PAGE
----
A pair of progressive journalists alleged that they were repeatedly harassed by staffers for the Buttigieg campaign at an event in New Hampshire, including an attempt to physically take away their preapproved press credentials.
Status Coup co-founder/reporter Jordan Chariton and video journalist Jamal Jones attended the campaign event on Sunday in Nashua, New Hampshire, where former South Bend, Ind., Mayor Pete Buttigieg was set to appear. Ahead of the event, Chariton and Jones were interviewing attendees in line outside, but Chariton said he noticed they were being followed by Buttigieg field staffer Julia Fiedler, who went on to “eavesdrop” on interviews, which went on for roughly a half an hour.
Chariton told Fiedler, “You know, you’re not being subtle,” to which she responded, “I know.”
Live-tweeting the alleged harassment as it was happening, Chariton shared a clip showing Fiedler walking alongside the journalist while he was interviewing an attendee.
Fiedler did not respond to Fox News’ request for comment.
Chariton, a supporter for Sen. Bernie Sanders, I-Vt., said he and Jones entered Elm Street Middle School, the venue for the rally, and picked up their press credentials at check-in and waited with other members of the media until the campaign allowed them to enter the gymnasium. Moments later, after interviewing more attendees, they were approached by another Buttigieg staffer and were asked if they had press credentials or if they “snuck in.”
“So clearly, they’re monitoring us here. It’s crazy, absolutely crazy,” Chariton said to the camera.
Things escalated when Jones went to go grab his camera gear and was approached by a different campaign staffer who snatched his press credentials that was clipped to his jacket and told him, “I’m sorry, I don’t think you’re supposed to have press credentials.” He later expressed he felt like he was being “attacked.”
“I felt I was singled out,” Jones told Fox News. “I’m not sure whether it was because of the company I work for or the color of my skin, but I was definitely singled out because they didn’t do that to anyone else there that I saw.”
Both the Buttigieg staffer and Jones approached Chariton, where an intense exchange ensued.
“[A staffer] was following me outside, I have credentials, I can show it to you, and now you’ve had two people come up to me, harassing me here,” Chariton told the unidentified Buttigieg aide. “Is this what you do to the press?”
“No,” she responded, who quickly attempted to block the camera lens with her hand and later told Chariton that she had heard that they were “disrupting people in line.”
“Disrupting what?” Chariton said.
“I’m under the impression that you were disrupting people in line,” the staffer reiterated.
“Disrupting by interview them? That’s disruption?” the progressive journalist shot back.
“No,” she said. “We were told by people that they were disrupted by you.”
She then walked away with Jones’ press credentials without attempting to grab Chariton’s. Moments later, a staffer, who Chariton described had a more senior status on the campaign, approached them to calm the situation.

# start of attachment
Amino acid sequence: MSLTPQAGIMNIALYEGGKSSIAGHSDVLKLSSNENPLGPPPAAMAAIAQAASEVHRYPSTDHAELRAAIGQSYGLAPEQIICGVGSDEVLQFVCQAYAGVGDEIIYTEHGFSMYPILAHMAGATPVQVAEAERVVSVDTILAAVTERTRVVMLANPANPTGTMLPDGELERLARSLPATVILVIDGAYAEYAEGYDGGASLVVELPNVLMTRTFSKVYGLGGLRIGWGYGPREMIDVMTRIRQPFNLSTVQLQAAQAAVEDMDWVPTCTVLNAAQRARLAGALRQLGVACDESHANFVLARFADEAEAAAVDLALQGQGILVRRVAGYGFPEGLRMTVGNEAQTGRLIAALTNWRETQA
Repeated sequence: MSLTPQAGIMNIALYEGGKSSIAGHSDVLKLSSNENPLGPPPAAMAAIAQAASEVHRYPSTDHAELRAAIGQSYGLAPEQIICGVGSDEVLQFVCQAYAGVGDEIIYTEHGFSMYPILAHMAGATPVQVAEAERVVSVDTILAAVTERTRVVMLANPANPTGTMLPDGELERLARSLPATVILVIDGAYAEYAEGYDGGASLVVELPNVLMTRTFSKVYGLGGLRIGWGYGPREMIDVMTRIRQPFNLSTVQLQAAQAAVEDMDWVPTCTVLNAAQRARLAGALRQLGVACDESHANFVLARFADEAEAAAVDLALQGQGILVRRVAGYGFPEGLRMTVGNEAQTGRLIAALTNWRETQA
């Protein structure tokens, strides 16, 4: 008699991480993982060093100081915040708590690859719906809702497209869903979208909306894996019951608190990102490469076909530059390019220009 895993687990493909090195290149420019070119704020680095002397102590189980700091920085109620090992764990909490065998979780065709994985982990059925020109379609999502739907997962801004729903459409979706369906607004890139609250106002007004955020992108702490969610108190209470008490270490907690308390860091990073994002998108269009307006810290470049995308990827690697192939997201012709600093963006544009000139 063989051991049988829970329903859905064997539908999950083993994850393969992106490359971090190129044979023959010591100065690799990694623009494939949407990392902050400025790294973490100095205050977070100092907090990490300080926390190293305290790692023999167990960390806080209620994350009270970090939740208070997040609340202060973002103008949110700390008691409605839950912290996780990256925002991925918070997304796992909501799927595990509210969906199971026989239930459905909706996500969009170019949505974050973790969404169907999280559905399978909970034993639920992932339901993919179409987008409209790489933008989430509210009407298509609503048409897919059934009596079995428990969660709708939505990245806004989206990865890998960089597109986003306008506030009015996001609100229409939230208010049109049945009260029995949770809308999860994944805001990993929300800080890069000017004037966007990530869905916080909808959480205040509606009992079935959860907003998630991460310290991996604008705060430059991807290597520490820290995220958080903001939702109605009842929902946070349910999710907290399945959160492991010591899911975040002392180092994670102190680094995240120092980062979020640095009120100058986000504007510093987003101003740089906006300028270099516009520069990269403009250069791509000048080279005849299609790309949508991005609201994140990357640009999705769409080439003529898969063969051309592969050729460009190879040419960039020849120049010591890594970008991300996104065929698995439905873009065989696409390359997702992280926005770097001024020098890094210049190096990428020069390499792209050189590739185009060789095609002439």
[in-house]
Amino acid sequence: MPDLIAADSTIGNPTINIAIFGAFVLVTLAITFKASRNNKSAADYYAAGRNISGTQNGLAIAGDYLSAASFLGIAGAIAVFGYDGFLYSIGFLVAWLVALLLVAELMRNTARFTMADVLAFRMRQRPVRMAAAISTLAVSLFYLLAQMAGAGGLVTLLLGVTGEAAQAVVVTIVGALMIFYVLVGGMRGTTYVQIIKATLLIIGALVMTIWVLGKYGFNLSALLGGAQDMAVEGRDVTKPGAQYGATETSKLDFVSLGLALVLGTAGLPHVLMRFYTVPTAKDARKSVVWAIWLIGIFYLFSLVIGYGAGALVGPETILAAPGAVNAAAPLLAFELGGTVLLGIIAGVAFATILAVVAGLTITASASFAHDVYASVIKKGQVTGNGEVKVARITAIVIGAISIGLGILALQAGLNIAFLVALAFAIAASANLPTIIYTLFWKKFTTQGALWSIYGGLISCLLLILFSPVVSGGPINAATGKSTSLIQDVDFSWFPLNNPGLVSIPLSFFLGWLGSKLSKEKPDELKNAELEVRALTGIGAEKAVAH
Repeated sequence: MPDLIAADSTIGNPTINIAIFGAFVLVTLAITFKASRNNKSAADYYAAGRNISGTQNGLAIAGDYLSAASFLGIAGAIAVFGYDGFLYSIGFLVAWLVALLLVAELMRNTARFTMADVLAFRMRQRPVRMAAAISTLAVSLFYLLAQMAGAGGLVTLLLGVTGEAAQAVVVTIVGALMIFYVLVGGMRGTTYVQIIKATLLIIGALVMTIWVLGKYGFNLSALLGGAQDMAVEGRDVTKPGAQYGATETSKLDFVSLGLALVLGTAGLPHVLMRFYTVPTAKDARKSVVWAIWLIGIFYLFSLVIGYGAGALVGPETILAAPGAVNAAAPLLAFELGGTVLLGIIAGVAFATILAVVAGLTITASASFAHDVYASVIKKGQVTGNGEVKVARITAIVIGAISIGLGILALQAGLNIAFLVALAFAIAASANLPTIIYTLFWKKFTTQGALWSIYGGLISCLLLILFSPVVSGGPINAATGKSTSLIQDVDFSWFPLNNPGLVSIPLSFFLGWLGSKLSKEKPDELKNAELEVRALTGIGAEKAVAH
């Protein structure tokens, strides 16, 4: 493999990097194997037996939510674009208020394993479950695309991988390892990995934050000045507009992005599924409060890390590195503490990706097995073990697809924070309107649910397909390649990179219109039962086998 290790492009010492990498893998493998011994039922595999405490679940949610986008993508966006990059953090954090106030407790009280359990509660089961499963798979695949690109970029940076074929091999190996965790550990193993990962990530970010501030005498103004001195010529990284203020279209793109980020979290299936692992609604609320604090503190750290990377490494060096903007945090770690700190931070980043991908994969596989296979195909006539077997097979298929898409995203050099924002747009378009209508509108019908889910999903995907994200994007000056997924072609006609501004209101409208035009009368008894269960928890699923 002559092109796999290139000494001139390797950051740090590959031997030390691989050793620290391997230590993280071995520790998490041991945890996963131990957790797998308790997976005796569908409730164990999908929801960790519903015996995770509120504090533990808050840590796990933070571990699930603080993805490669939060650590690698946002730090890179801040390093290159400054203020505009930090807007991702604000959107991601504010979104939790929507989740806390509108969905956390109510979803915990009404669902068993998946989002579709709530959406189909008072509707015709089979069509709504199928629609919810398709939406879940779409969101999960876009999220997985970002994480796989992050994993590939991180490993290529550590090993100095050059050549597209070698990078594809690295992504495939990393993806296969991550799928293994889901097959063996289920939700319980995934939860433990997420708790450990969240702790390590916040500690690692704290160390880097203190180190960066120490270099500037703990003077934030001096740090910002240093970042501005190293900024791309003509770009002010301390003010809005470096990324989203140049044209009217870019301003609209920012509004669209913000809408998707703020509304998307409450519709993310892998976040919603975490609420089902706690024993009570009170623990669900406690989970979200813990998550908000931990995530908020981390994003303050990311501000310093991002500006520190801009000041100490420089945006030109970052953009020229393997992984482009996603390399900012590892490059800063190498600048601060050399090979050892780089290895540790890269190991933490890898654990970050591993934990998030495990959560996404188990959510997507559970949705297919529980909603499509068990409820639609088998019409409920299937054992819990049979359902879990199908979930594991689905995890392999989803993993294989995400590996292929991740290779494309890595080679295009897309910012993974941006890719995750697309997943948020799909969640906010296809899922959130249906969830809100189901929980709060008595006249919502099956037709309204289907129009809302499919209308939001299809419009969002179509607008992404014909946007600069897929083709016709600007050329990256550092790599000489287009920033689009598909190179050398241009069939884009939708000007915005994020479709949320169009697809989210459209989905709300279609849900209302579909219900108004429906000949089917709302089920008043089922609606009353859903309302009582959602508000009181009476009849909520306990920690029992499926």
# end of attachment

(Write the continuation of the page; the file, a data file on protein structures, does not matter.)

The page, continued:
“I’m not trying to kick you out,” Cambria Hayashino, the “Iowa Advance Lead” of the Buttigieg campaign according to her LinkedIn page, told Chariton.
“Did you know that one of your people came up to my cameraman without saying a word and ripped his credential right off him?” Chariton asked.
“I did not know that,” Hayashino responded. “I apologize for that.”
She repeatedly apologized to Jones as Chariton explained what had happened to them.
“I’ve gone to Trump events and never had to deal with this,” Chariton said.
“I understand and that should not have happened and I understand that it’s really frustrating,” Hayashino said. “I apologize on behalf of our team. … I wanted to come here and tell you that you are allowed to stay here, we just ask you to follow the rules that everyone else follows — not that I’ve seen you breaking them.”
“Listen, for a campaign that has whatever issues with black people, to come up to my black cameraman and rip his thing off,” Chariton told her.
Hayashino did not immediately respond to Fox News’ request for comment.
Chariton told Fox News he managed to get press credentials by using another journalist’s invitation. He claimed Status Coup was removed from the campaign’s email list back in December after it reported on an alleged cover-up involving cops at the South Bend Police Department that were caught live-streaming an arrest of a black man while imitating Klansmen from the 2012 film “Django Unchained.”
The Status Coup reporter expressed he believed there is a “pattern of paranoia” from the Buttigieg campaign, pointing to a debate watch party he attended in South Bend in December, where he said taking photos and videos and conducting interviews were strictly prohibited as it was a “safe space” for attendees.
He had not heard from the campaign since the altercation took place, even after reaching out to Buttigieg Press Secretary Chris Meagher.
“Multiple lines were crossed and 24 hours later, the mayor nor his press secretary has apologized. Whether the mayor’s campaign likes my outlet or not — political operatives have no right to place their hands on journalists trying to do their jobs,” Chariton told Fox News.
The Buttigieg campaign did not immediately respond to numerous requests by Fox News for comment.